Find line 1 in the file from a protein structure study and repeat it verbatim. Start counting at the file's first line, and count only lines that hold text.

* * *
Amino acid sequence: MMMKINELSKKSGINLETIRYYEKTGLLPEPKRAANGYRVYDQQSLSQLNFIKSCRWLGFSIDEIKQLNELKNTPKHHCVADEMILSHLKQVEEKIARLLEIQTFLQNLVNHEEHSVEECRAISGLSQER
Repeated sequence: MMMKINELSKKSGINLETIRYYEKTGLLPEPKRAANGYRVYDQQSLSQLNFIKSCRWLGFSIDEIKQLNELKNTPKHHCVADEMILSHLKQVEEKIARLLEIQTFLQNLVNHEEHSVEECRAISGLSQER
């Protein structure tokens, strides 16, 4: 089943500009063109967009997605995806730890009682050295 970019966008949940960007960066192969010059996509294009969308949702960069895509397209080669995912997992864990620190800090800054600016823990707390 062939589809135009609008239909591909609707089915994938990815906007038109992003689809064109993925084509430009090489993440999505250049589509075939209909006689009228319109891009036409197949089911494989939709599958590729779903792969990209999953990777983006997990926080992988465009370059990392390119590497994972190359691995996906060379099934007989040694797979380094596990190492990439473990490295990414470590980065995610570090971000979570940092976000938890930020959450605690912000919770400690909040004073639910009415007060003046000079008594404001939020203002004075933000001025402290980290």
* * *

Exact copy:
Amino acid sequence: MMMKINELSKKSGINLETIRYYEKTGLLPEPKRAANGYRVYDQQSLSQLNFIKSCRWLGFSIDEIKQLNELKNTPKHHCVADEMILSHLKQVEEKIARLLEIQTFLQNLVNHEEHSVEECRAISGLSQER